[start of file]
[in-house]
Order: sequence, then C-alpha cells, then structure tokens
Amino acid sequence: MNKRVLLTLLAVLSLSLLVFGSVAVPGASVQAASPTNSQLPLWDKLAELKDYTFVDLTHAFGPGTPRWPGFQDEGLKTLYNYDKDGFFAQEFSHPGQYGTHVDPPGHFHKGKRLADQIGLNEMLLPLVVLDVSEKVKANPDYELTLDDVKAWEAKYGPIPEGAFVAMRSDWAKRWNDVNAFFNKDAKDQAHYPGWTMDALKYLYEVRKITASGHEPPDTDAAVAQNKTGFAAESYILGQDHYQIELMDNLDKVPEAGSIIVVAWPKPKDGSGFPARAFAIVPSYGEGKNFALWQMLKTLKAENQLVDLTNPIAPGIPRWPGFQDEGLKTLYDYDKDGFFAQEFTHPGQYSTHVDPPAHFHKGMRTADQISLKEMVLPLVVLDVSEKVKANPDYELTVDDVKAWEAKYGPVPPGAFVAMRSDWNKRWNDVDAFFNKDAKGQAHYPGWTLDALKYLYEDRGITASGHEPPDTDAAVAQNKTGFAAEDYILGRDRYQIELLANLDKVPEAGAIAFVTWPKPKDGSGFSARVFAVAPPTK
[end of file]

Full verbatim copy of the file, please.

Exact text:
[in-house]
Order: sequence, then C-alpha cells, then structure tokens
Amino acid sequence: MNKRVLLTLLAVLSLSLLVFGSVAVPGASVQAASPTNSQLPLWDKLAELKDYTFVDLTHAFGPGTPRWPGFQDEGLKTLYNYDKDGFFAQEFSHPGQYGTHVDPPGHFHKGKRLADQIGLNEMLLPLVVLDVSEKVKANPDYELTLDDVKAWEAKYGPIPEGAFVAMRSDWAKRWNDVNAFFNKDAKDQAHYPGWTMDALKYLYEVRKITASGHEPPDTDAAVAQNKTGFAAESYILGQDHYQIELMDNLDKVPEAGSIIVVAWPKPKDGSGFPARAFAIVPSYGEGKNFALWQMLKTLKAENQLVDLTNPIAPGIPRWPGFQDEGLKTLYDYDKDGFFAQEFTHPGQYSTHVDPPAHFHKGMRTADQISLKEMVLPLVVLDVSEKVKANPDYELTVDDVKAWEAKYGPVPPGAFVAMRSDWNKRWNDVDAFFNKDAKGQAHYPGWTLDALKYLYEDRGITASGHEPPDTDAAVAQNKTGFAAEDYILGRDRYQIELLANLDKVPEAGAIAFVTWPKPKDGSGFSARVFAVAPPTK